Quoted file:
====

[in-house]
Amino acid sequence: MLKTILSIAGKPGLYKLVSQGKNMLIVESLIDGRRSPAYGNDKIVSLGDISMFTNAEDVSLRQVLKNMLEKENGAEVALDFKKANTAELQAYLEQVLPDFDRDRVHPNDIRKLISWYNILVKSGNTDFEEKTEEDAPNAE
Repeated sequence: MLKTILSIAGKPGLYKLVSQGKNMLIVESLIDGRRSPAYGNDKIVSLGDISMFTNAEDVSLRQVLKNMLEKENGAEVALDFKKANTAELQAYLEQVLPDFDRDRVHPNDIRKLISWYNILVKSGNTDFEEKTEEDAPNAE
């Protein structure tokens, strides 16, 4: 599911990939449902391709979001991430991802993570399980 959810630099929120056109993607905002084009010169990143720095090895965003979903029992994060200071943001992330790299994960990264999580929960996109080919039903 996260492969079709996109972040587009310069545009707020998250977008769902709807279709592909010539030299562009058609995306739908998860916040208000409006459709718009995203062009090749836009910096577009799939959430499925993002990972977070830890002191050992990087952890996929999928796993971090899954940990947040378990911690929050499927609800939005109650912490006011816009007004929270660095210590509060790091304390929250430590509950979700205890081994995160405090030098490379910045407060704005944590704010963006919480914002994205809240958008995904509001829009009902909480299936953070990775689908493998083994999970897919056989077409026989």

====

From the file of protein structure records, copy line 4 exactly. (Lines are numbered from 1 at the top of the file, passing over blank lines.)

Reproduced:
């Protein structure tokens, strides 16, 4: 599911990939449902391709979001991430991802993570399980 959810630099929120056109993607905002084009010169990143720095090895965003979903029992994060200071943001992330790299994960990264999580929960996109080919039903 996260492969079709996109972040587009310069545009707020998250977008769902709807279709592909010539030299562009058609995306739908998860916040208000409006459709718009995203062009090749836009910096577009799939959430499925993002990972977070830890002191050992990087952890996929999928796993971090899954940990947040378990911690929050499927609800939005109650912490006011816009007004929270660095210590509060790091304390929250430590509950979700205890081994995160405090030098490379910045407060704005944590704010963006919480914002994205809240958008995904509001829009009902909480299936953070990775689908493998083994999970897919056989077409026989």